The Works of William Mason, Volume 1

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T. Cadell and W. Davies, 1811

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Page 201 - God Almighty first planted a garden; and, indeed, it is the purest of human pleasures. It is the greatest refreshment to the spirits of man; without which buildings and palaces are but gross...
Page 137 - Heav'n so lately gave : To Bristol's fount I bore with trembling care Her faded form : she bow'd to taste the wave, And died. Does Youth, does Beauty, read the line ? Does sympathetic fear their breasts alarm ? Speak, dead MARIA ! breathe a strain divine : Ev'n from the grave thou shalt have power to charm.
Page 137 - Ev'n from the grave thou shall have power to charm. Bid them be chaste, be innocent, like thee ; Bid them in Duty's sphere as meekly move ; And if so fair, from vanity as free ; As firm in friendship, and as fond in love. Tell them, though 'tis an awful thing to die, ('Twas ev'n to thee) yet the dread path once trod, Heav'n lifts its everlasting portals high, And bids " the pure in heart behold their GOD.
Page 390 - ... work, about twelve foot in height, by which you may go in shade into the garden. As for the making of knots or figures with divers coloured earths, that they may lie under the windows of the house on that side which the garden stands, they be but toys : you may see as good sights many times in tarts.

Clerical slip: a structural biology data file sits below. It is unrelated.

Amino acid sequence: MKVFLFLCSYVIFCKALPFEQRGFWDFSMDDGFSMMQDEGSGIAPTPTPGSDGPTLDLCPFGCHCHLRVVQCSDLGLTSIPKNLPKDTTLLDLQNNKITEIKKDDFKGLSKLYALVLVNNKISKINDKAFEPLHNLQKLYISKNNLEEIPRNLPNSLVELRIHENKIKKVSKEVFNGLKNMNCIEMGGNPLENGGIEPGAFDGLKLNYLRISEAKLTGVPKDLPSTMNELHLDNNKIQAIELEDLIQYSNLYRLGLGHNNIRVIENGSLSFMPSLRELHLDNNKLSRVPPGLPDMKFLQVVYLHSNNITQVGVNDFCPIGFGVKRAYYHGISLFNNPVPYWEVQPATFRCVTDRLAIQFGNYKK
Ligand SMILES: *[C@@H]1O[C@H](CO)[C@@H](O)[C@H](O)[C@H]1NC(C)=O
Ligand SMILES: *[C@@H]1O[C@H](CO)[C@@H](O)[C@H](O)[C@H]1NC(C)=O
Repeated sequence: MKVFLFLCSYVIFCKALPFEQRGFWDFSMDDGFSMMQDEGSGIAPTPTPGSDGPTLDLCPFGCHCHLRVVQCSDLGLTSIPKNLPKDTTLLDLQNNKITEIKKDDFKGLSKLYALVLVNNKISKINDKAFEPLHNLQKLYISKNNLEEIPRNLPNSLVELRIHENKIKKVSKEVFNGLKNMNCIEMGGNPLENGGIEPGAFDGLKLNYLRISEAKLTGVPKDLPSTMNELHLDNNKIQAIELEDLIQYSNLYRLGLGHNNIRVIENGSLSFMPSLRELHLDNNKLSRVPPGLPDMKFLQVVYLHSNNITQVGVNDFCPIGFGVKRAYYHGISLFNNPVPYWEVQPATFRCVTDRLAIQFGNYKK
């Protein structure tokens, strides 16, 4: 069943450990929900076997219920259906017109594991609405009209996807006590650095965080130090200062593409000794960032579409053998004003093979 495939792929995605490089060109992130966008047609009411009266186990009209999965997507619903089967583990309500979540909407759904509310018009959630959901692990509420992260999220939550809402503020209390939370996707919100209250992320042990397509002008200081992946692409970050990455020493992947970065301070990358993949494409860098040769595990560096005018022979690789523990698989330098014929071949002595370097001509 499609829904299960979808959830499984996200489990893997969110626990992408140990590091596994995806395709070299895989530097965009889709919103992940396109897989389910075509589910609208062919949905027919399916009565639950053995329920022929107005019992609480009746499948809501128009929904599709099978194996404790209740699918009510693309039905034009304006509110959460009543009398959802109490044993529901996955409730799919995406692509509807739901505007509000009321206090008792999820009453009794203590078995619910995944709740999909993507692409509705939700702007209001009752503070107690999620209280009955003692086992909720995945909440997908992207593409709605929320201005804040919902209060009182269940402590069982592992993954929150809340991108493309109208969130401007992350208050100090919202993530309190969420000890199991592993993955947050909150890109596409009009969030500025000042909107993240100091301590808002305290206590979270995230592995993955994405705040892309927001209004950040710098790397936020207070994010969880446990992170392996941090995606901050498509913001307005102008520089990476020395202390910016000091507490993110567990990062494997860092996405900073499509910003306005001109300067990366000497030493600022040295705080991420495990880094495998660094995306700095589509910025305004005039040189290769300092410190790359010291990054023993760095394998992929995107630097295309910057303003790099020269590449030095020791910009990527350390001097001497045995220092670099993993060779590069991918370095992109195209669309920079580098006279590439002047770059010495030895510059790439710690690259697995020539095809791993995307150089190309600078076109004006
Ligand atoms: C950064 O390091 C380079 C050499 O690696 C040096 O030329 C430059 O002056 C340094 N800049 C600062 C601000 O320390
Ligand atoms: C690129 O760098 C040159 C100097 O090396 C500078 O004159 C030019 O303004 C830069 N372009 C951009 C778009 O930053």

Page 406 - There scattered oft, the earliest of the year, By hands unseen, are showers of violets found; The redbreast loves to build and warble there, And little footsteps lightly print the ground...
Page 401 - So spake the fiend; and with necessity, The tyrant's plea, excus'd his devilish deeds.
Page 469 - AGAIN the day returns of holy rest, Which, when he made the world, Jehovah blest ; When, like his own, he bade our labours cease, And all be piety, and all be peace.
Page 469 - Father of heaven ! in whom our hopes confide, Whose power defends us, and whose precepts guide, In life our Guardian, and in death...
Page 393 - What I have said, of the best forms of gardens, is meant only of such as are in some sort regular; for there may be other forms wholly irregular that may, for aught I know, have more beauty than any of the others ; but they must owe it to some extraordinary dispositions of nature in the seat, or some great race of fancy or judgment in the contrivance, which may reduce many disagreeing parts into some figure, which shall yet, upon the whole, be very agreeable.
Page 131 - Unpropp'd by staff, support me to behold How Nature, to her Maker's mandate true, Calls Spring's impartial heralds to the view, The snow-drop pale, the crocus spik'd with gold ; And still (thank Heaven) if I not falsely deem, My lyre, yet vocal, freely can afford Strains not discordant to each moral theme Fair Truth inspires, and aid me to record (Best of poetic...

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